• Among the Indian states, Madhya Pradesh saw the most number of deaths of children below one year (IMR 47) in 2017.
  • Assam (44) and Arunachal Pradesh (42) followed it.
  • Madhya Pradesh’s IMR was equivalent to that of the West African nation, Niger, whose 80% of the land lies in the Sahara Desert and ranked the very last in the UN Human Development Index in 2018.
  • Furthermore, the only states that showed an increase in IMR are Manipur and Arunachal Pradesh. Manipur and Arunachal Pradesh’s IMR increased between 2006 and 2017 from 11 to 12 and 40 to 42 respectively.

States that performed well:

  • Nagaland recorded the lowest IMR of 7 – equivalent to that of Kuwait and Lebanon.
  • It is followed by Goa (9), Kerala (10), Puducherry (11), Sikkim (12) and Manipur (12), all small states with a population less than 10 million (except Puducherry, which is a Union Territory).

States with significant improvement:

  • When compared to 2006 SRS figures for IMR among India’s larger states (with a population more than 10 million), New Delhi and Tamil Nadu reduced their IMR by 57% – from 37 in 2006 to 16 in 2017.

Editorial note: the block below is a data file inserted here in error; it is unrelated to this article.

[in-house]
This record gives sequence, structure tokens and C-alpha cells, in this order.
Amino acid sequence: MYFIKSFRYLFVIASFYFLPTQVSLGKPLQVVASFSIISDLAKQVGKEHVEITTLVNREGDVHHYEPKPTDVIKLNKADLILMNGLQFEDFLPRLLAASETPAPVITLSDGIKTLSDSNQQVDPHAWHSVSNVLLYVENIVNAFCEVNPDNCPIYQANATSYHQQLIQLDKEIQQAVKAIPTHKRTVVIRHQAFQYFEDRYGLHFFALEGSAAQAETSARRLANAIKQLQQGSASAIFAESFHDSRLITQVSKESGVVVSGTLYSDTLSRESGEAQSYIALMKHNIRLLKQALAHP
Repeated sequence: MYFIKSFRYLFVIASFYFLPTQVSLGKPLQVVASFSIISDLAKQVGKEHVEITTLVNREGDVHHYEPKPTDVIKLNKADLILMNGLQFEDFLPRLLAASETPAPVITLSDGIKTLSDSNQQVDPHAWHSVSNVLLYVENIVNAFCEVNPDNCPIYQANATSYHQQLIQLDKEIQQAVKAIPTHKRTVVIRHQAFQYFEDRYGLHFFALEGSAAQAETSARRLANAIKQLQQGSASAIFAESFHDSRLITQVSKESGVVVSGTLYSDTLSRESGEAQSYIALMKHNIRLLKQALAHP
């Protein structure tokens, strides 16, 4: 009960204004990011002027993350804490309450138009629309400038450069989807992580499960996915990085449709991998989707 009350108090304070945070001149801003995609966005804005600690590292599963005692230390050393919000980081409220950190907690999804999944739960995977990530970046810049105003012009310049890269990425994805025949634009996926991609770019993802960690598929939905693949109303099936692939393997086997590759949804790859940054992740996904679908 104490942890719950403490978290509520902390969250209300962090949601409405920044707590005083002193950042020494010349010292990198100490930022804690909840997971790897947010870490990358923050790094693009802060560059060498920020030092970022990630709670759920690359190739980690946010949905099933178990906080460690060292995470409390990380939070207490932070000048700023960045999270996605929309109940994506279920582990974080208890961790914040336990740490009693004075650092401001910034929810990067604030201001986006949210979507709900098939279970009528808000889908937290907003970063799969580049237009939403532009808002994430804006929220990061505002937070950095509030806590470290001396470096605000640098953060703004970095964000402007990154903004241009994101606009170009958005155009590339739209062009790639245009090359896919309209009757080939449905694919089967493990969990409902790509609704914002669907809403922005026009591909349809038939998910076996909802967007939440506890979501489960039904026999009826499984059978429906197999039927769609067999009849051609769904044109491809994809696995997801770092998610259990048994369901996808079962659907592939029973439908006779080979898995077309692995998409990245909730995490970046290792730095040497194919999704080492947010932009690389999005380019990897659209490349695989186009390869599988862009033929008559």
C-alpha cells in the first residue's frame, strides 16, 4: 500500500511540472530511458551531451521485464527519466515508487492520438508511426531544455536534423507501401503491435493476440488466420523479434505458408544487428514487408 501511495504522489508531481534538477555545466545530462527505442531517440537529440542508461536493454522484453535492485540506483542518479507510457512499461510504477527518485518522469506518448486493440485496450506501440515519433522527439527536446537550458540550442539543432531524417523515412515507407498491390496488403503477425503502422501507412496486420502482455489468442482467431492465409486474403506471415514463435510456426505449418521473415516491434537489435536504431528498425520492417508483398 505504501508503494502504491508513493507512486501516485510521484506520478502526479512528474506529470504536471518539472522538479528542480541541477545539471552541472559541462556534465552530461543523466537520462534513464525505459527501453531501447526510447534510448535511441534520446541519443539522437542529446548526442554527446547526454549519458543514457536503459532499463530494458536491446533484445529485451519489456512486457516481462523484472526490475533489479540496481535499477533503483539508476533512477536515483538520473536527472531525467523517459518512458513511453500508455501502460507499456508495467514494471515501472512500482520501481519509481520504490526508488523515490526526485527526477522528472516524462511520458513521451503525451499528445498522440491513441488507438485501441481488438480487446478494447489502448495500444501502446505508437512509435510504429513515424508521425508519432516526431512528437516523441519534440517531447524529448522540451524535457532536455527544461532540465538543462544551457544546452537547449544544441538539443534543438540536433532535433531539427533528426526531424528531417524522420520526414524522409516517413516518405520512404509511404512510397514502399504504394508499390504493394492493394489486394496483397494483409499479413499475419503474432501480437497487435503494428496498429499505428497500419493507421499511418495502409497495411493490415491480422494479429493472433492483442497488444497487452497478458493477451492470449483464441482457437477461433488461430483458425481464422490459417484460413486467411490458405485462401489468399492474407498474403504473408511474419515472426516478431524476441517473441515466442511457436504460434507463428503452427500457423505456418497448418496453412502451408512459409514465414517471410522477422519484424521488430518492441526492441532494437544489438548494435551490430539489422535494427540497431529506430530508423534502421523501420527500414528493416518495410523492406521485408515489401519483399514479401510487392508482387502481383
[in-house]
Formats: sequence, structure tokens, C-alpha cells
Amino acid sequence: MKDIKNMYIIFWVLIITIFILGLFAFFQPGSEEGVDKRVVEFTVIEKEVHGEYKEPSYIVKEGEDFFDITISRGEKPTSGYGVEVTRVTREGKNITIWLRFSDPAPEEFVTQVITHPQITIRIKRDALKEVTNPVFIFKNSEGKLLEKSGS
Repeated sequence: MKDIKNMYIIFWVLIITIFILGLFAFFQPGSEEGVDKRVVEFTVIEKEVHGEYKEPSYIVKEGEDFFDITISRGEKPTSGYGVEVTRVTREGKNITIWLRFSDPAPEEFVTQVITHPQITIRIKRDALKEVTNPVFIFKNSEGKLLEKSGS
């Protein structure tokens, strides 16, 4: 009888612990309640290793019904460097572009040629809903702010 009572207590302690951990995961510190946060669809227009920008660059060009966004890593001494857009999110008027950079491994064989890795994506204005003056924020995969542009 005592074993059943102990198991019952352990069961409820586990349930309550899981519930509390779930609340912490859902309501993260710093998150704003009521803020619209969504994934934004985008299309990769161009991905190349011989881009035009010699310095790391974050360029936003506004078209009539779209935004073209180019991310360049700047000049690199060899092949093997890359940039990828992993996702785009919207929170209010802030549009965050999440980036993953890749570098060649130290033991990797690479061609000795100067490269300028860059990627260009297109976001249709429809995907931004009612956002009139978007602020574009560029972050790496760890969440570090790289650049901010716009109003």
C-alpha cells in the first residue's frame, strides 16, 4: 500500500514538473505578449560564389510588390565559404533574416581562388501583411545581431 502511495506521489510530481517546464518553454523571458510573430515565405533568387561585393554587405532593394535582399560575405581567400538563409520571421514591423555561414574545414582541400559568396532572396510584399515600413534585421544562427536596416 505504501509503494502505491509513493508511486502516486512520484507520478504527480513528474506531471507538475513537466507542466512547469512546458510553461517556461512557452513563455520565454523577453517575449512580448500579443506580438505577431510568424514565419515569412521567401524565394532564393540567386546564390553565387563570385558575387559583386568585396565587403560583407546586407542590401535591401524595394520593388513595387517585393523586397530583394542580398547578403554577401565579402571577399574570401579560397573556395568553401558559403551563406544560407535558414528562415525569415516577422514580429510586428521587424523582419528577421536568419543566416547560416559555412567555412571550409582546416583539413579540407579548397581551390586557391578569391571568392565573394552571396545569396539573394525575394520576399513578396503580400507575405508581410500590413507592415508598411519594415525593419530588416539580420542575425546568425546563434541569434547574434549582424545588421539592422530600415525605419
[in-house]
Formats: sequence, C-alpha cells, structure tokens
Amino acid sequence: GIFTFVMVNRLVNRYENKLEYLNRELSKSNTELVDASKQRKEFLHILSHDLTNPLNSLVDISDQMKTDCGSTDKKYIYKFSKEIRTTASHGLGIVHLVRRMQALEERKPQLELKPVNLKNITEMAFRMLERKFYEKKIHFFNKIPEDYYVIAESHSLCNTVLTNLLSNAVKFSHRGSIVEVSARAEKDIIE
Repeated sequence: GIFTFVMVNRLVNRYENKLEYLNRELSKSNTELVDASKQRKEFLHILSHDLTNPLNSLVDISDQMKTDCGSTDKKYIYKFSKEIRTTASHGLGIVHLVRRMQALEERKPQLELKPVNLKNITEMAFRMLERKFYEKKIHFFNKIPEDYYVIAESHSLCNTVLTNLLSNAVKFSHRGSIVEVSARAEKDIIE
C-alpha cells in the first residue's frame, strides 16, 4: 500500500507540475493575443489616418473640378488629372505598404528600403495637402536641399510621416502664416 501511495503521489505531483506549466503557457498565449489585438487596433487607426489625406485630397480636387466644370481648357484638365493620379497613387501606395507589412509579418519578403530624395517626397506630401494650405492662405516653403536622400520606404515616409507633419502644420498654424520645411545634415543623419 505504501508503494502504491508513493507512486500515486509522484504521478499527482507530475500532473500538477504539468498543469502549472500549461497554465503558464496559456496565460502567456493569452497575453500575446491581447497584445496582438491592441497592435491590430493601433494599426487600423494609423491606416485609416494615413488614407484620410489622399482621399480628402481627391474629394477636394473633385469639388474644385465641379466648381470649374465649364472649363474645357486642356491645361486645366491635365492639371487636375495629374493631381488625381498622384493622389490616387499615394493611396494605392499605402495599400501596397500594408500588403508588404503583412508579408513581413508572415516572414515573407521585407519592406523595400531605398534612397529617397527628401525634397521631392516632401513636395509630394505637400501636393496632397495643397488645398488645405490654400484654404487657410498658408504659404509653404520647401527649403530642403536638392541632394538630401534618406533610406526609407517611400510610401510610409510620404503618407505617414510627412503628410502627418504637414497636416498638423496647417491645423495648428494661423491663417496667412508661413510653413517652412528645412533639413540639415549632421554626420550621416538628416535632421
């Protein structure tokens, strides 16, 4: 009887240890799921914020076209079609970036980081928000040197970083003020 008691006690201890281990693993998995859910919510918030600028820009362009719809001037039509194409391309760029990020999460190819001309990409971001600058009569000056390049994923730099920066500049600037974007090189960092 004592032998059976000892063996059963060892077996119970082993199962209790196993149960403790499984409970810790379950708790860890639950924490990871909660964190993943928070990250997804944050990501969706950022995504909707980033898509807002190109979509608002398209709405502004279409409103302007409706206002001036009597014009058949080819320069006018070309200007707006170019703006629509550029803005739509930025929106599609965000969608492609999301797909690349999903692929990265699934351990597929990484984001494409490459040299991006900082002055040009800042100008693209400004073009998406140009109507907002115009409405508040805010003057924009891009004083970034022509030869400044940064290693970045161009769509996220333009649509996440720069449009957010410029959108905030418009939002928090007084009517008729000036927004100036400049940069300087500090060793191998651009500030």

• Other states that showed similar improvement were Jammu and Kashmir (-56%), Himachal Pradesh (-56%) and Punjab (-52%).
  • Among the smaller states, Nagaland showed the most decline of 65% from 20 in 2006 to 7 in 2017. It is followed by Sikkim (-64%) and the Union Territories, Dadra and Nagar Haveli (-63%) and Puducherry (-61%).

States with slow improvement:

  • Uttarakhand (-5%), West Bengal (-15.8%) and Tripura (-19.4%) are the states that showed the slowest decline in IMR between 2006 and 2017.

India and its Neighbours:

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What are the causes of IMR?

Poverty and malnutrition:

  • A major factor that is believed to influence the rate of infant mortality is poverty.
  • Official estimates place 21.9% of Indians below poverty line (BPL). Other estimates take into account the 67% of the population that benefit from government scheme that provides subsidised wheat and rice to those who cannot afford it.
  • This may indicate that a large population is only technically above the poverty line due to the subsidised food expenditure.